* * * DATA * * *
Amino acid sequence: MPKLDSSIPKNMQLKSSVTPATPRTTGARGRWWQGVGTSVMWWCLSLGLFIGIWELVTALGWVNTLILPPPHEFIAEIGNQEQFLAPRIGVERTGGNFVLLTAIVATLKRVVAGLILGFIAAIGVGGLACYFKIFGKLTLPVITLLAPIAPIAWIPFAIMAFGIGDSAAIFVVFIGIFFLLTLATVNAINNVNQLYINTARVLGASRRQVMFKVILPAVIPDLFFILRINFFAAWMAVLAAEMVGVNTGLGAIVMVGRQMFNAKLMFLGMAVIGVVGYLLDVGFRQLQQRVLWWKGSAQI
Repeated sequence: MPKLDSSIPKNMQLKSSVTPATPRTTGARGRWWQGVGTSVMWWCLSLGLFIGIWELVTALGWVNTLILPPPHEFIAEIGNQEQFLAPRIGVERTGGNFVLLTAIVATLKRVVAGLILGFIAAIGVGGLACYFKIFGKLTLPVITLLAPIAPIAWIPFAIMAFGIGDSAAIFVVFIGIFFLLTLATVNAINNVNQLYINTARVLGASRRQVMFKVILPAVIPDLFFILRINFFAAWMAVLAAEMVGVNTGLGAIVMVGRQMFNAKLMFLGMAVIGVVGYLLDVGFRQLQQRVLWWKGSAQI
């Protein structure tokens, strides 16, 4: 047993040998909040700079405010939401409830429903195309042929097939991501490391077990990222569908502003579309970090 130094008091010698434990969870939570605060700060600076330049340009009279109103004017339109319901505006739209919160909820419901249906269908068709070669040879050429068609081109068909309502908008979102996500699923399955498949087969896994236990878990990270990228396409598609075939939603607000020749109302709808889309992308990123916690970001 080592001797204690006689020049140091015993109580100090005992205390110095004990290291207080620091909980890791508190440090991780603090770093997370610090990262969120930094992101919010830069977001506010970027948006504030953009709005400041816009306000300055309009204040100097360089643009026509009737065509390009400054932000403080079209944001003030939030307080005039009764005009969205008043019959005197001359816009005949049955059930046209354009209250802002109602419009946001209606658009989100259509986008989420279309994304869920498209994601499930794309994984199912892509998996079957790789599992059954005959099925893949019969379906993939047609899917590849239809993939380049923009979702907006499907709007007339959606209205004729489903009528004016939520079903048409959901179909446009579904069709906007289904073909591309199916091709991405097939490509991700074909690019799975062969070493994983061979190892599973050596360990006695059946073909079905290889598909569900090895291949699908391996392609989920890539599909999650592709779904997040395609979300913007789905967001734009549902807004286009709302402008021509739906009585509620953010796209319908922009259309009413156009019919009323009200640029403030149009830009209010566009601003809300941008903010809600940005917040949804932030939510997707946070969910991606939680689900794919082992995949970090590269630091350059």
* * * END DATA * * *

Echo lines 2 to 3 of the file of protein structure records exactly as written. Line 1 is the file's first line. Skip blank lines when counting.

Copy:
Repeated sequence: MPKLDSSIPKNMQLKSSVTPATPRTTGARGRWWQGVGTSVMWWCLSLGLFIGIWELVTALGWVNTLILPPPHEFIAEIGNQEQFLAPRIGVERTGGNFVLLTAIVATLKRVVAGLILGFIAAIGVGGLACYFKIFGKLTLPVITLLAPIAPIAWIPFAIMAFGIGDSAAIFVVFIGIFFLLTLATVNAINNVNQLYINTARVLGASRRQVMFKVILPAVIPDLFFILRINFFAAWMAVLAAEMVGVNTGLGAIVMVGRQMFNAKLMFLGMAVIGVVGYLLDVGFRQLQQRVLWWKGSAQI
């Protein structure tokens, strides 16, 4: 047993040998909040700079405010939401409830429903195309042929097939991501490391077990990222569908502003579309970090 130094008091010698434990969870939570605060700060600076330049340009009279109103004017339109319901505006739209919160909820419901249906269908068709070669040879050429068609081109068909309502908008979102996500699923399955498949087969896994236990878990990270990228396409598609075939939603607000020749109302709808889309992308990123916690970001 080592001797204690006689020049140091015993109580100090005992205390110095004990290291207080620091909980890791508190440090991780603090770093997370610090990262969120930094992101919010830069977001506010970027948006504030953009709005400041816009306000300055309009204040100097360089643009026509009737065509390009400054932000403080079209944001003030939030307080005039009764005009969205008043019959005197001359816009005949049955059930046209354009209250802002109602419009946001209606658009989100259509986008989420279309994304869920498209994601499930794309994984199912892509998996079957790789599992059954005959099925893949019969379906993939047609899917590849239809993939380049923009979702907006499907709007007339959606209205004729489903009528004016939520079903048409959901179909446009579904069709906007289904073909591309199916091709991405097939490509991700074909690019799975062969070493994983061979190892599973050596360990006695059946073909079905290889598909569900090895291949699908391996392609989920890539599909999650592709779904997040395609979300913007789905967001734009549902807004286009709302402008021509739906009585509620953010796209319908922009259309009413156009019919009323009200640029403030149009830009209010566009601003809300941008903010809600940005917040949804932030939510997707946070969910991606939680689900794919082992995949970090590269630091350059």